When I prepared the meals—she does quite a lot of cooking but I also pitch in—I made sure to go heavy on the beans. I put some cheese in. I made Mexican-style pizza with beans and queso. Usually a winner. I had a cauliflower salad on the side. I waited. Nothing.
I was upset.
I knew I had to talk to her about this. I had to be direct.
Dear, I said. Honey, sweetie, love of my life. Why have you stopped farting?
Have I? she said.
Yes, you have, I said.
I hadn’t noticed, she said.
You have, I said.
If you say so.
It’s been three weeks, almost a month. I miss your farts.
I don’t know what to say.
You haven’t been holding them in, have you?
No, she said. I haven’t. I always let them out. I know you like them.
I do. I do like them. I love them, in fact.
Well, I’m sure they’ll come back.
A few months went by, but they didn’t come back. I began going out more. I have quite an extensive collection of farts at home. I collect them in mason jars and line them up on my shelves. I make extensive notes, where I found the fart, who produced the fart, the smells, the tone, the pitch, if I hear it, all the different varietals of farts. I go to parks, sometimes. Or a I ride elevators. People love to fart in elevators. It’s just something people enjoy. I also follow people—very casually, of course, in a non-stalker way—in parks and wait until they let one go. I have a very sensitive nose so I can usually tell. I whip out my mason jar to collect. It’s a delicate process, and not always successful.
I found one, a good one. I was in an elevator at a mall with a woman and she let one go. Silent, but a good one. She left and I scooped it up. I followed her. She was shopping for pants. She went to the unisex changing room and I scooped up some pants and went in a changing room beside hers. I waited. She let another go. I scooped that up. I used three mason jars, it was so delightful. As I was reveling in this, someone knocked on the door.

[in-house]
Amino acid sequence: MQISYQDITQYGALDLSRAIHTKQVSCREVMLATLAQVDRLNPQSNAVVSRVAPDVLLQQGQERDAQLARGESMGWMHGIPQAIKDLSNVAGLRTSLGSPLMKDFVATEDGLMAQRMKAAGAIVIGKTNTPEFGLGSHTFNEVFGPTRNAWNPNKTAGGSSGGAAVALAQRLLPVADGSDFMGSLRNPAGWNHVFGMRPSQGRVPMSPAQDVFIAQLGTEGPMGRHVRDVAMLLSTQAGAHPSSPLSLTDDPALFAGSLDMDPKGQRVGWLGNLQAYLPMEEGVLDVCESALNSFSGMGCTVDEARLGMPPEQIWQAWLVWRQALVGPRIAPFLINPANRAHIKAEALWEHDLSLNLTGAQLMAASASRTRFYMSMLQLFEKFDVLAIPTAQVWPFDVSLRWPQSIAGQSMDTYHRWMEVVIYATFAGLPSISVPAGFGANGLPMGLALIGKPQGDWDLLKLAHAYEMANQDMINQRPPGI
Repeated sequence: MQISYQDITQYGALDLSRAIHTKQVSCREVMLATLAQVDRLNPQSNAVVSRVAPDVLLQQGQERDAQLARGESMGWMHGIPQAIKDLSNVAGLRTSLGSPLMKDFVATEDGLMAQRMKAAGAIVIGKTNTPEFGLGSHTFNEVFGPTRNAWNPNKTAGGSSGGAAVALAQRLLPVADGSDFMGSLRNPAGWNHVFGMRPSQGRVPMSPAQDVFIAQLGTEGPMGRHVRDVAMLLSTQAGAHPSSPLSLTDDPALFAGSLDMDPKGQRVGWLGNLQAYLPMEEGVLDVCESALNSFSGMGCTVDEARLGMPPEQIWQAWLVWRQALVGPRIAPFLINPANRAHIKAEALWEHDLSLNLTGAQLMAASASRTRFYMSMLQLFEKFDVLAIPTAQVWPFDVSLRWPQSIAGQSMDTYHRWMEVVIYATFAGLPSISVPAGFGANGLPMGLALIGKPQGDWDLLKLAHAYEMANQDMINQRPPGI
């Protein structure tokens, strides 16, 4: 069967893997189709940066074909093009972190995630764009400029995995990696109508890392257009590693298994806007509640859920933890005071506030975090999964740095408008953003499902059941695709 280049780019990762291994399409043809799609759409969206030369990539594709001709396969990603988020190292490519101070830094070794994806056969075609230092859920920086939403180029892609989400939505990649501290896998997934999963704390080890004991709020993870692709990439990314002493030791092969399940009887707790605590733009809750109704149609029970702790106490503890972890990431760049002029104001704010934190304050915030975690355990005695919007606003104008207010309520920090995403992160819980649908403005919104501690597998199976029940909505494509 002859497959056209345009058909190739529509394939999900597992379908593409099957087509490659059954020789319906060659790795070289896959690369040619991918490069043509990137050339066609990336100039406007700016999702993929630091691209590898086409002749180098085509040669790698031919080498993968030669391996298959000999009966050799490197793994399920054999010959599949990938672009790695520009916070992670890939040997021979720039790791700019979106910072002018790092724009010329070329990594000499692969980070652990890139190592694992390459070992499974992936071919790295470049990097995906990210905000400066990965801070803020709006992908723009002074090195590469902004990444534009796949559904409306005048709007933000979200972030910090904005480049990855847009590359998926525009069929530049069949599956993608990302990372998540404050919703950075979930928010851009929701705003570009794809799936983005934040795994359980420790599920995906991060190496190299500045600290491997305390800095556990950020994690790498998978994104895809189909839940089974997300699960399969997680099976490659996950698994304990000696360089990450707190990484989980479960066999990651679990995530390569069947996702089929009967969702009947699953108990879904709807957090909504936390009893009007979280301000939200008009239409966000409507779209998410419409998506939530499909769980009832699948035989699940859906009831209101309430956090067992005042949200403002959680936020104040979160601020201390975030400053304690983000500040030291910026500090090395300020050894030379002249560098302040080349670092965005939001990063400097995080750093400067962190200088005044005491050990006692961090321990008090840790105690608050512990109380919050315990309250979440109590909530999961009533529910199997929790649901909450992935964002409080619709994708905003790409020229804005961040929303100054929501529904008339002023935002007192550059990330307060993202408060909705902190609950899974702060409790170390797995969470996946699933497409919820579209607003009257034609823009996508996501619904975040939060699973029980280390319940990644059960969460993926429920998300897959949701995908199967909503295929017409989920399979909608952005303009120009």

It was security, with a policewoman behind him.
The woman claimed I had followed her and was trying to take photos, they told me.
I tried to explain that I was collecting farts. They took me to their security office, where they had the shoplifters. I offered to let them search my phone, my belongings for any camera. It was all very upsetting. They opened one of the jars.
No! I said. You're letting it escape. Oh it's gone. It's gone. I sniffed wildly.
They opened another one. There was only one left.
No, please, don't do this to me!
They looked at me. After they talked among themselves, they came back to me.
We're going to let you go, but if you ever come back in this store, we'll arrest you, the supervisor said.
Fine, I said.
I wanted to get out. I still had one jar left.
I took it home. I categorized it. I made my notes. And then I did something I hesitate to do. I opened that last one up and smelled it, letting it escape. It was so good I had to. I really had to.
As I was doing this, Marta came in.
You’ve found someone else, she said.
It doesn’t mean anything, I said. It’s just the farts, that’s all.
I saw how you looked. That meant something. You haven’t looked that way with me at all for a long time.
It’s not like that, I said.
Just then she let out a little fart. Just a little one.
I think we’re going to be okay, I said.
Okay, I'm not proud of this story. But I had to fulfill a promise. I don't know if I like the ending. Maybe he should have found other qualities about his wife to love apart from her farts. Maybe she should have said, You know, I'm more than just my farts. I have a whole other side that maybe you aren't appreciating enough. And he would have said, You know, you're right. I'm going to see a therapist about my inordinate love of farts. But stories don't always work out the way we want them to. People are difficult, complicated. And sometimes stories just end, and we're all left with questions. Anyways, I really hope Robert and Marta work things out. Because I like them, I really do. I want them to have a long and happy life together. Farting together, if that's what they want. I think that would be sweet.